In Verve Wireless, Founders Create a Mobile Technology Platform and a Lifeline for Local News
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local news and other content would be especially valuable in mobile communications. “I was just seeing how local advertisers followed consumers—and the consumers followed local content,” Kenney says.
Yet, Kenney recalls, “We talked with a lot of newspaper publishers about mobile, and asked when they thought it was going to be important, and what they thought was going to be important about the mobile market. It became very clear, very quickly, that they were not going to develop products to get into that market themselves. So we literally had to build the system ourselves to allow our partners to get into the mobile market.”
Kenney says he sought out Howe with the idea of asking him to be an advisor. They hit it off so well, they decided to join forces instead. Howe, who has owned and operated some 50 newspapers, including The Village Voice, says, “We both shared a vision that mobile would play a huge role in local media. It’s kind of made for local media.”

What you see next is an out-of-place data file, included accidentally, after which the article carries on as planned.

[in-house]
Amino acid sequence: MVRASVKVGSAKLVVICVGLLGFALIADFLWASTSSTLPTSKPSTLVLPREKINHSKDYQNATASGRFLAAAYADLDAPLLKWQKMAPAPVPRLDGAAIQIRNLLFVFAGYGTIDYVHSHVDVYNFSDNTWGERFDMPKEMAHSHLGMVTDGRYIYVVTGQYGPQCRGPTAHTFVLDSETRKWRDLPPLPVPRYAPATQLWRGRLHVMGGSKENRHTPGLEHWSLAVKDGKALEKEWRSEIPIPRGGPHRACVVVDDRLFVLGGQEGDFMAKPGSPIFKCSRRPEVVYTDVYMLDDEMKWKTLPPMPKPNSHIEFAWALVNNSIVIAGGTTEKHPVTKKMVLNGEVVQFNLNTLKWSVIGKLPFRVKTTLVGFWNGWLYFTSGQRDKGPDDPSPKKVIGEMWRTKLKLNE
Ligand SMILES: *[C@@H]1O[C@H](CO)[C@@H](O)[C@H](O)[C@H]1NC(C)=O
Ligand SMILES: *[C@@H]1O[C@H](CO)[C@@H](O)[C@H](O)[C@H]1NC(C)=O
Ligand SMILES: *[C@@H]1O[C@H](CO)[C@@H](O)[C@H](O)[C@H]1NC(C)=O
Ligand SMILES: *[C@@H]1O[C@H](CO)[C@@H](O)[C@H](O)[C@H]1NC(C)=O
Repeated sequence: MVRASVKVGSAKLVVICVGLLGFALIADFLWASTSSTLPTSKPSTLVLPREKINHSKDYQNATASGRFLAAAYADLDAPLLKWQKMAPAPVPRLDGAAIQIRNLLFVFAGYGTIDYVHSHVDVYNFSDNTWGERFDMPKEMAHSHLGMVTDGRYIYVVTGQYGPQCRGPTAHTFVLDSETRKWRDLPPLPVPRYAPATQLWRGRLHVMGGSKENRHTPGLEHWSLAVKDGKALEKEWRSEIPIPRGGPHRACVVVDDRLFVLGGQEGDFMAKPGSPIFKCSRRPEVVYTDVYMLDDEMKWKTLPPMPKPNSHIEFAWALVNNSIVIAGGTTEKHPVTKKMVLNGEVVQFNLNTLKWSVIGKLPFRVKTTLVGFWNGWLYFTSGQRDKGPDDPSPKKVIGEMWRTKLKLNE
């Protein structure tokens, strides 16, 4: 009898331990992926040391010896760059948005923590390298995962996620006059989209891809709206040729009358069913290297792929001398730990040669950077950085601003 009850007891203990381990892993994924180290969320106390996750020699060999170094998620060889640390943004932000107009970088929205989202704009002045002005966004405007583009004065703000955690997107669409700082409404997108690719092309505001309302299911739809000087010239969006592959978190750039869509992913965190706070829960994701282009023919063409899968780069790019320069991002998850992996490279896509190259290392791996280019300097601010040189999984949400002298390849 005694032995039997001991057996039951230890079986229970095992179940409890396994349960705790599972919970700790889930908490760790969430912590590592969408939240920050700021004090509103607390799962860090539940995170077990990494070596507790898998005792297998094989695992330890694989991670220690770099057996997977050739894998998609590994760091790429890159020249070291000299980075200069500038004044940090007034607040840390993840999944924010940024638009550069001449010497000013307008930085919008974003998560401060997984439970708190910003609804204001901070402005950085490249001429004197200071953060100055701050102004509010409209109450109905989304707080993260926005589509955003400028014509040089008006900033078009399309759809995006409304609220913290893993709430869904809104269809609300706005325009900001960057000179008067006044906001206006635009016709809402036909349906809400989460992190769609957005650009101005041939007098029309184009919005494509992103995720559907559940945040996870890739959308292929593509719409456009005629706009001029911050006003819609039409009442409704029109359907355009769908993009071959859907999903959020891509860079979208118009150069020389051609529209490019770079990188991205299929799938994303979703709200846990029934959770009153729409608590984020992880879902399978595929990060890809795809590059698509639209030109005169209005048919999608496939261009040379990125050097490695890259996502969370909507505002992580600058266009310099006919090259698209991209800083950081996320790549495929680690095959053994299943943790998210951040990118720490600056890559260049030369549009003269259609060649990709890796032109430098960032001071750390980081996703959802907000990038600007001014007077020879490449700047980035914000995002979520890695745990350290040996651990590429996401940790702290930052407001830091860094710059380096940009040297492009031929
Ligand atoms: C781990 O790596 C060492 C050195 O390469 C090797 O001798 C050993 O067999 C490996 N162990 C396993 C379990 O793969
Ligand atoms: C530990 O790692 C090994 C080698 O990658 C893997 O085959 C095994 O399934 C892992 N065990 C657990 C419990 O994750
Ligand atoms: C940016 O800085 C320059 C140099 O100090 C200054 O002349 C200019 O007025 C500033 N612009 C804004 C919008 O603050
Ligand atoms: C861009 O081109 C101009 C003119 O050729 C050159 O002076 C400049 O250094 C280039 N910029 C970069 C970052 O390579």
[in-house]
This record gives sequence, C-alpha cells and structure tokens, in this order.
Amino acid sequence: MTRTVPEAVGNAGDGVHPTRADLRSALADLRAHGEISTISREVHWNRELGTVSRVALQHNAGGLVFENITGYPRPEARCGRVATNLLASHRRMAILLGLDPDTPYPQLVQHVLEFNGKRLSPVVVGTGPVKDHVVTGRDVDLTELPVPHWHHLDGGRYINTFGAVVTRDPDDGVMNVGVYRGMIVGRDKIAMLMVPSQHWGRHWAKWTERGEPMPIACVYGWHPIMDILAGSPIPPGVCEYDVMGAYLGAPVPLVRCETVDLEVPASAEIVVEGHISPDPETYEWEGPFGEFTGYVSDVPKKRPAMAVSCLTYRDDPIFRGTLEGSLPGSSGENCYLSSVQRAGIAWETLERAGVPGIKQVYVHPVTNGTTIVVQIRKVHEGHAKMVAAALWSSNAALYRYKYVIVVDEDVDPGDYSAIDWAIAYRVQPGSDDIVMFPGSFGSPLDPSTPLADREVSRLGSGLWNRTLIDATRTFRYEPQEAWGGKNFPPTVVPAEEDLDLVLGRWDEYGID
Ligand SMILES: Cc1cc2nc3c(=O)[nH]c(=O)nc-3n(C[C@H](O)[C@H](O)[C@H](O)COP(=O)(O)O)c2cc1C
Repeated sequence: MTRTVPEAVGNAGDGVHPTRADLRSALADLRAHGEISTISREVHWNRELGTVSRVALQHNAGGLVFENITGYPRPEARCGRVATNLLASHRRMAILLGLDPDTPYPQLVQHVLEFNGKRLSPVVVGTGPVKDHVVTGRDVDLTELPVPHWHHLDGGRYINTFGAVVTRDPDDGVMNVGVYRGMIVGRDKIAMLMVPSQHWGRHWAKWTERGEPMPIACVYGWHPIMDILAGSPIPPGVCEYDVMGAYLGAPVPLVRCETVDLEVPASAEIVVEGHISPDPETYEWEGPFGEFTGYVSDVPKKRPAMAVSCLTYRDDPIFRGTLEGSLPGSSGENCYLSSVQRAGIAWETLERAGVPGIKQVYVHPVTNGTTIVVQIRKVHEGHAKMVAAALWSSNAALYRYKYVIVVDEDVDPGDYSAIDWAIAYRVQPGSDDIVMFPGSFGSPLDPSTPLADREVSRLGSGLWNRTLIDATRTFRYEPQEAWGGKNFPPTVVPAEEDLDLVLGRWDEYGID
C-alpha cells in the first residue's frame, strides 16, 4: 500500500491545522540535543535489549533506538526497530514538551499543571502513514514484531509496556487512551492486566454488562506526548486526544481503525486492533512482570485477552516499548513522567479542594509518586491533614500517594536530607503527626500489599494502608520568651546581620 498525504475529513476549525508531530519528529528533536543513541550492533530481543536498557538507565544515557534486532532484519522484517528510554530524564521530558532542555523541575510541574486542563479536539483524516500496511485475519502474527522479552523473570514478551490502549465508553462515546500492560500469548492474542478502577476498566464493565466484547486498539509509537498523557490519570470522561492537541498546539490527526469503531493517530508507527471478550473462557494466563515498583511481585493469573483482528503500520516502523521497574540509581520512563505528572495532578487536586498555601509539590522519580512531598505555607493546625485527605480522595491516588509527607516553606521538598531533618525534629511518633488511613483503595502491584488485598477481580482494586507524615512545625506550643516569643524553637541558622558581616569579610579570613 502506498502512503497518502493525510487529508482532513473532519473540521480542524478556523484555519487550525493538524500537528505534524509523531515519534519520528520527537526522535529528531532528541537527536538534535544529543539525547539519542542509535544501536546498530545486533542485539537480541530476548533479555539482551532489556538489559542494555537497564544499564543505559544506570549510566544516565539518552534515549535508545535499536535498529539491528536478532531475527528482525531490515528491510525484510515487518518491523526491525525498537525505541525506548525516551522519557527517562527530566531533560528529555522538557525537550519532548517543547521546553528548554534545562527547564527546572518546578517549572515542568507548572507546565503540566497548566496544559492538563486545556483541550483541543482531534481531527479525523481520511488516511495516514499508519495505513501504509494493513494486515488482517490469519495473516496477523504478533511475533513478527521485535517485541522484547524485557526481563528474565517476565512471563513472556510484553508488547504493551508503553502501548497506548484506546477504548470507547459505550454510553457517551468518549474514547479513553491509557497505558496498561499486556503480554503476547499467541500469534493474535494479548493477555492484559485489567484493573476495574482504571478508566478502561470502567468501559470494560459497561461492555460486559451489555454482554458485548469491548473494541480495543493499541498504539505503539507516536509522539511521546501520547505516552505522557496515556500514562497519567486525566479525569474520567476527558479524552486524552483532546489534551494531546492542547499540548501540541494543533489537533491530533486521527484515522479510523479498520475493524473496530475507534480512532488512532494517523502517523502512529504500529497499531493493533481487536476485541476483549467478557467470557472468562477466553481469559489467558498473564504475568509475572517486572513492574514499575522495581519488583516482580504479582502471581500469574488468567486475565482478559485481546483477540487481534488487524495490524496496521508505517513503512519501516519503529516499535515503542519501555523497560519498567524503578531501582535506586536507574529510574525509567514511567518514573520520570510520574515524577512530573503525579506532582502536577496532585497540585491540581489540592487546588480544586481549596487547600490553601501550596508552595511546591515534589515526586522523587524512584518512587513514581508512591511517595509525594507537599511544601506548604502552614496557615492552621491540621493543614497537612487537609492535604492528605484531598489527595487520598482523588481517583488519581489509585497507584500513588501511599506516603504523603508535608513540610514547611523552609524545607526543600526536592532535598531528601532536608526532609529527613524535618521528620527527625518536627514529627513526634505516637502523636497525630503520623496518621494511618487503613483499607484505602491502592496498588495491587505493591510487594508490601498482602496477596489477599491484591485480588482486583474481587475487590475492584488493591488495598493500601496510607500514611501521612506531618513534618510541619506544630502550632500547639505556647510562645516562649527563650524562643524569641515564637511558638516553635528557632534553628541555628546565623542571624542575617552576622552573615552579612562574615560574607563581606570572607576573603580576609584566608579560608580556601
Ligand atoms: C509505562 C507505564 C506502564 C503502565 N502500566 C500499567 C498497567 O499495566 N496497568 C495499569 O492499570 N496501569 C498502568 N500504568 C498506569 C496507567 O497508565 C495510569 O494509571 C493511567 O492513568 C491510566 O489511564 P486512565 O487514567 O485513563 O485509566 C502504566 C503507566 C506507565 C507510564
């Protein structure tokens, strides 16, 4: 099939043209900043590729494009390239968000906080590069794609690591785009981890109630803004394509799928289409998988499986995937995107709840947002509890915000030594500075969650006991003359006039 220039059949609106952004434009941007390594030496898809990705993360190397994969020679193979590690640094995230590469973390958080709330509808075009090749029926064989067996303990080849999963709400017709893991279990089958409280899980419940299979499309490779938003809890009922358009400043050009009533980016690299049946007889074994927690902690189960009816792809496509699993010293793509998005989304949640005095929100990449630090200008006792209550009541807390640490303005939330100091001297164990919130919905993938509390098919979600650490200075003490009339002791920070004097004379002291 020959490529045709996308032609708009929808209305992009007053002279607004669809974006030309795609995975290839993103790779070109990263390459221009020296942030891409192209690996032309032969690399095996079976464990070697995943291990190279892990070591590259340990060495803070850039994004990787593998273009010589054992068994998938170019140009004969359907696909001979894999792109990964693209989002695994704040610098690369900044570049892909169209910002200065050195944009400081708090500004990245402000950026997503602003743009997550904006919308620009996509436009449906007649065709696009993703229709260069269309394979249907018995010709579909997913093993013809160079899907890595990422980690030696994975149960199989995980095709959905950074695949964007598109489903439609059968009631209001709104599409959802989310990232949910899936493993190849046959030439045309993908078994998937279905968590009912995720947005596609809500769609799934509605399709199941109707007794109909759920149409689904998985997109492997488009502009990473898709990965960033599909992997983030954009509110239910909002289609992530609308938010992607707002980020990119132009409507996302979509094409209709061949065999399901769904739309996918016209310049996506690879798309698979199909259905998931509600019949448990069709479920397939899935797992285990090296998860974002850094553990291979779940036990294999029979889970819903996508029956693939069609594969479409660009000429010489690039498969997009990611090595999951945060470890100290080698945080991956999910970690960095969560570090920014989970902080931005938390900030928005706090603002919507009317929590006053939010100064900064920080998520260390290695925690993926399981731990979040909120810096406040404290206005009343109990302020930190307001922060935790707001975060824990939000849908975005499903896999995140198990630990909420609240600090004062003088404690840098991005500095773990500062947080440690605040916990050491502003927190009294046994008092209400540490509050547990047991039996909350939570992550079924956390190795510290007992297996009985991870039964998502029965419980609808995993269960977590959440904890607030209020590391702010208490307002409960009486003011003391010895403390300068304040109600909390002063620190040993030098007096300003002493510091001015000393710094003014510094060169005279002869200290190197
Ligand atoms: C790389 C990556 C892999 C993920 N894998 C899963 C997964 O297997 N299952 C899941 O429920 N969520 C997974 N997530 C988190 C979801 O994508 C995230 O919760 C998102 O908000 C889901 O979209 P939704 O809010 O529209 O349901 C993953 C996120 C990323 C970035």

Howe has been blessed by the publishing business. He worked in the last half of the 1970s as a reporter at mid-size daily and big city newspapers. He won the Pulitzer Prize for national reporting at the Philadelphia Inquirer in 1986, the same year he got his MBA from the Wharton School of the University of Pennsylvania. He went on to work as the Inquirer’s director of circulation, marketing, and strategic planning. And in 1998, Howe became the CEO of Montgomery Newspapers, which he built over the next 11 years into the Philadelphia region’s largest group of suburban newspapers, magazines, and specialty publications.
“I love publishing,” Howe told me in a phone call yesterday. “I love it. I love the business model. But I was appalled when I learned that 70 percent of [daily newspapers’] home delivery subscriptions lapsed every year—and that for a lot of big city newspapers it’s more than 70 percent that lapse every year.”
Howe says he remembers … Next Page »